A study by the Mckinsey Global Institute suggests that if women are allowed to participate in economy related decisions on par with men it would accrue an astounding three trillion dollars to the national economy by 2025. It also proposes that electrifying rural communities is likely to increase female employment by 9% and also result in a 23% spike in rural women working outside their homes. Moreover, access to adequate electricity in the rural areas will especially benefit women and girls. The household work that they are subject to on a daily basis becomes less laborious and time-intensive. This allows them to pursue education or skill development, generate income and get more involved in civic matters.
Having said this, we are witnessing positive strides in this direction, though in small proportions. As a case in instance, the salt flats of Kutch, Gujarat produce around 75% of India's salt needs. Thanks to the Agriya community, they migrate every six to eight months to this unforgiving landscape and work under scorching summer conditions to produce salt. Until now, they have relied on diesel pumps to extract brine from the ground. This is very labour intensive and hence was primarily operated by men. But the recent shift to solar-powered hybrid pumps has made it possible for the womenfolk to get involved as the process is no longer labour intensive and this has also helped in increasing their savings by 66%. In another instance, the social impact organization Sattva and Smart power India used a renewable energy sourced mini-grid in Kamalapur, Uttar Pradesh to train 80 women to use electrically powered sewing machines and helped them gain a much needed steady source of income.
Another inspiring story connecting women empowerment and renewable energy is the exemplary work done by Barefoot College in Tilonia in Rajasthan. The college runs entirely on solar power. It trains rural women to make solar panels who then go on to become solar engineers. These trained women are instrumental in bringing solar power to more than 13000 homes across India, mainly to inaccessible remote villages which were devoid of even basic electricity. Though these progressive examples are encouraging, they are still pretty negligible to make a serious impact in empowering women on the whole.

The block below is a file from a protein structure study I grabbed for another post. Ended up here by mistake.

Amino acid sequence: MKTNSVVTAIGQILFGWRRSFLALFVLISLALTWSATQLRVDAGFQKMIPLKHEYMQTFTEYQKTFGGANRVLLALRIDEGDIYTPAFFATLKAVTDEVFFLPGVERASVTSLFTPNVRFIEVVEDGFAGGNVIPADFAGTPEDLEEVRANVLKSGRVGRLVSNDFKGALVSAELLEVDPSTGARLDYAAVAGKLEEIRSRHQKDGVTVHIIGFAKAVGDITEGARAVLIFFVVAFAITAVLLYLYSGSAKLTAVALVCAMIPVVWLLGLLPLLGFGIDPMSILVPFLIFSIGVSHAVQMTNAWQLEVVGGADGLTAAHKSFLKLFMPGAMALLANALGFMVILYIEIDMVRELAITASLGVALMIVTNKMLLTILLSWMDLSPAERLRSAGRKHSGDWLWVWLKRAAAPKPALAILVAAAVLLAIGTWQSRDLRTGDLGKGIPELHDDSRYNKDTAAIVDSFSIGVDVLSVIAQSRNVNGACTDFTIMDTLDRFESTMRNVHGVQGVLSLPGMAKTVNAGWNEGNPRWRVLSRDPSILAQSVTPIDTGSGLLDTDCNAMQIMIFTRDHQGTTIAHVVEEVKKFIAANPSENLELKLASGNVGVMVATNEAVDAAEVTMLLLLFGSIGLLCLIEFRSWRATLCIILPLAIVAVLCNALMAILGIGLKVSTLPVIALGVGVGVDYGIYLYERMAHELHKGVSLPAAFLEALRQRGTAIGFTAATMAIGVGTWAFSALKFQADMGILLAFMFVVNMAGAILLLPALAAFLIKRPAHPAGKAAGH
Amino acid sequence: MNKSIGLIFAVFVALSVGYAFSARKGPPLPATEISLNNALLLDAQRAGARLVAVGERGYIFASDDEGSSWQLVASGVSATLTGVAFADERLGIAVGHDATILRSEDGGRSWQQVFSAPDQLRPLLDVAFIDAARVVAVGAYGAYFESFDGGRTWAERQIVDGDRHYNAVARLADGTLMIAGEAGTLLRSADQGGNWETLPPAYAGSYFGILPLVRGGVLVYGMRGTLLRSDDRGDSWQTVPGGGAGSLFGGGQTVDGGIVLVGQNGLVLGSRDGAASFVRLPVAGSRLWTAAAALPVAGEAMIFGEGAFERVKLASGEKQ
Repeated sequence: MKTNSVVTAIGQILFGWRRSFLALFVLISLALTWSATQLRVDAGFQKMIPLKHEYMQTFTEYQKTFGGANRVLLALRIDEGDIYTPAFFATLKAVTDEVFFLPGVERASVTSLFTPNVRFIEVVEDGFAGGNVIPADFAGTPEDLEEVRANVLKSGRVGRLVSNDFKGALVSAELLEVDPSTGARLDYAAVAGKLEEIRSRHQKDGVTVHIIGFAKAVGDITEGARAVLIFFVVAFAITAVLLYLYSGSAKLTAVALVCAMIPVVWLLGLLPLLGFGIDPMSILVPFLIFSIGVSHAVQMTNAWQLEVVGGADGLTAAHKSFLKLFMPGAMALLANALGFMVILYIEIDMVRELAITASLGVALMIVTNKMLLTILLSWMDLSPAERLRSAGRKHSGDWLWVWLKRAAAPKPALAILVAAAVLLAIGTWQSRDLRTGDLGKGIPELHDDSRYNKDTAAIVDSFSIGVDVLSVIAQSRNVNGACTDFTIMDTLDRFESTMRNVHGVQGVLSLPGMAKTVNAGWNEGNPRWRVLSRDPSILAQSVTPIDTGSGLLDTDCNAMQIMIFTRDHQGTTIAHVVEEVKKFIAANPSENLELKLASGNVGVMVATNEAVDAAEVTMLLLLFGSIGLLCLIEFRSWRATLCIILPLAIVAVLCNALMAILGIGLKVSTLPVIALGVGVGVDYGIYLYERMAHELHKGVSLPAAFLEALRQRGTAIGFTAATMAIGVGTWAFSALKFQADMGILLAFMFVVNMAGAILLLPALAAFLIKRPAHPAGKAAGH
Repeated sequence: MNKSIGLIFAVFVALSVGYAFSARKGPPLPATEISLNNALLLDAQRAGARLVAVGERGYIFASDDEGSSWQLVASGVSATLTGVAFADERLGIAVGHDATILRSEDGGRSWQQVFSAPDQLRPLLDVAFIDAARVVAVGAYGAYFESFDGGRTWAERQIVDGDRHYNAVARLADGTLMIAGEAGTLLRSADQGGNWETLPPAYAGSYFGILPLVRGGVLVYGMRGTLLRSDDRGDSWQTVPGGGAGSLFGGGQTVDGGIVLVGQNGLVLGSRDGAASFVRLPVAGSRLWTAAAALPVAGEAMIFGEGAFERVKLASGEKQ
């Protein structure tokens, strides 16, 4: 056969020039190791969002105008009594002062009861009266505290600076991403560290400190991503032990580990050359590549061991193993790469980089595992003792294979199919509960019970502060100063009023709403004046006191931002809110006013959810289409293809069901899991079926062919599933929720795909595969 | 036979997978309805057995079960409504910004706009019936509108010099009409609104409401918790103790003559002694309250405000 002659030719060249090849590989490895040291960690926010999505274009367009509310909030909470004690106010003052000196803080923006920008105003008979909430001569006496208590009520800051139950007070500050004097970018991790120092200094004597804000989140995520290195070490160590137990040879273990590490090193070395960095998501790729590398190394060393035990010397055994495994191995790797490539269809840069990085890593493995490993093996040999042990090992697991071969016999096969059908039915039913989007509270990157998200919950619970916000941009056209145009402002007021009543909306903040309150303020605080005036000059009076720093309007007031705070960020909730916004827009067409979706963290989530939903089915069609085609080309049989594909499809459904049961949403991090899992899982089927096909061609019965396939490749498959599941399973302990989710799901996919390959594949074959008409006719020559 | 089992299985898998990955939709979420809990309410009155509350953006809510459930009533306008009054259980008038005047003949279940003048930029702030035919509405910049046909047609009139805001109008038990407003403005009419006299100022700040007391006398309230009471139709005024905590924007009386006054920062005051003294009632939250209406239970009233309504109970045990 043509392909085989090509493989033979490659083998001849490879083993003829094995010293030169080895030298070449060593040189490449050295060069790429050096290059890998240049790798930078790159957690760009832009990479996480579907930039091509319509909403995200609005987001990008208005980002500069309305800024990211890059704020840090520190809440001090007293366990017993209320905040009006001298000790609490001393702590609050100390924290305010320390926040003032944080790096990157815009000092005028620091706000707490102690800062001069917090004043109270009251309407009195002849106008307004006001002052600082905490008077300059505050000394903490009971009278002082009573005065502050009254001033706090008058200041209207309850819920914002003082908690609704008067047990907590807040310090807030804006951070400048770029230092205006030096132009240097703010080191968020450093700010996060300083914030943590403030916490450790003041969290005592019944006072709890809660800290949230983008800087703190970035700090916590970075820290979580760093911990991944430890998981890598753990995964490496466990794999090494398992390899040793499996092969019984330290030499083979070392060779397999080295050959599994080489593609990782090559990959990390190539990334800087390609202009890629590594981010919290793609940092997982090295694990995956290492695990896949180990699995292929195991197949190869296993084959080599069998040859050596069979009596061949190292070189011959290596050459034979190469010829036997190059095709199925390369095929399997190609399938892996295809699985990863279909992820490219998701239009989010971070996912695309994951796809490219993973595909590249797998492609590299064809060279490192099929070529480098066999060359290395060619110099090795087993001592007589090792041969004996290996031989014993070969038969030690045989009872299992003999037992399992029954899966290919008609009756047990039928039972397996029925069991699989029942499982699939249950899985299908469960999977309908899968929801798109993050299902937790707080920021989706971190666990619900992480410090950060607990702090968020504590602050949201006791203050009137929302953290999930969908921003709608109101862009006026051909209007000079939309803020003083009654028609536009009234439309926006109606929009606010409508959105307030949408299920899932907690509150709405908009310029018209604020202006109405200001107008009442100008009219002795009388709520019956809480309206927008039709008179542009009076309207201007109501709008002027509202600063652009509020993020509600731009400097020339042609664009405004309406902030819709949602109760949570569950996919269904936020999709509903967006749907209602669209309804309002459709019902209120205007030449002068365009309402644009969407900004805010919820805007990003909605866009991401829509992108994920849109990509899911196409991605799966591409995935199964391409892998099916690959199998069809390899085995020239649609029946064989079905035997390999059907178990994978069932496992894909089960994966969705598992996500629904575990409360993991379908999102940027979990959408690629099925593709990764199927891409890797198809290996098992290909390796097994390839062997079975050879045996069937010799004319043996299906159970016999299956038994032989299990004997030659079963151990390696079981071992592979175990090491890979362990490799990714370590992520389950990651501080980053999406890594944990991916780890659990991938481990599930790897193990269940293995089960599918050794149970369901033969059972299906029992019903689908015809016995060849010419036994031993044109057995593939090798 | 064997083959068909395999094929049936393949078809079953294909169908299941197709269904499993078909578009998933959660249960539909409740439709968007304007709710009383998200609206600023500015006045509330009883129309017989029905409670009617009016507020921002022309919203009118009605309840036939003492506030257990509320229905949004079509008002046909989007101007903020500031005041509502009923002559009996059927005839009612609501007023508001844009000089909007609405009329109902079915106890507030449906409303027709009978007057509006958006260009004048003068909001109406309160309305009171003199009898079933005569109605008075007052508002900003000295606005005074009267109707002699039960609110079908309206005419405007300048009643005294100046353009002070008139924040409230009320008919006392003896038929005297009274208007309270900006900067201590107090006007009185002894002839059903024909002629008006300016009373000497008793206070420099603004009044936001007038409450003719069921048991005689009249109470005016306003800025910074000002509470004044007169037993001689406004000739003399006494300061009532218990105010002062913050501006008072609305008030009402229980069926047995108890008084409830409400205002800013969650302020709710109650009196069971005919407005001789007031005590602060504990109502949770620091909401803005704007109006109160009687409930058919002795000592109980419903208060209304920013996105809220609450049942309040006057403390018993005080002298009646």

To conclude, in order to increase employment opportunities for women in the renewable energy sector, the government needs to have socially progressive policies in place with a special focus on subsidised skill development for marginalised women. This can be achieved by better collaboration of the government with employment organizations, educational institutions and the renewable energy industry. One other suggestion that can help a great deal is empowering women-oriented Self Help Groups (SHG). These SHGs play a major role in sensitizing other women groups to form their own SHGs. Social constraints and lack of resources restrict rural women to elevate their living conditions. Setting up the SHGs can help these women to get together and work through mutually beneficial schemes and improve their standard of living. Skilled training and support can be provided to these groups so that even women who are less educated benefit and are open to more employment opportunities. This helps in enhancing their confidence and capability thereby empowering them in the process. They can also be instrumental in effectively promoting clean energy access to local households. After all, if we hope to create an exemplary future to inspire our subsequent generations, the world needs to be enhanced both environmentally and socially.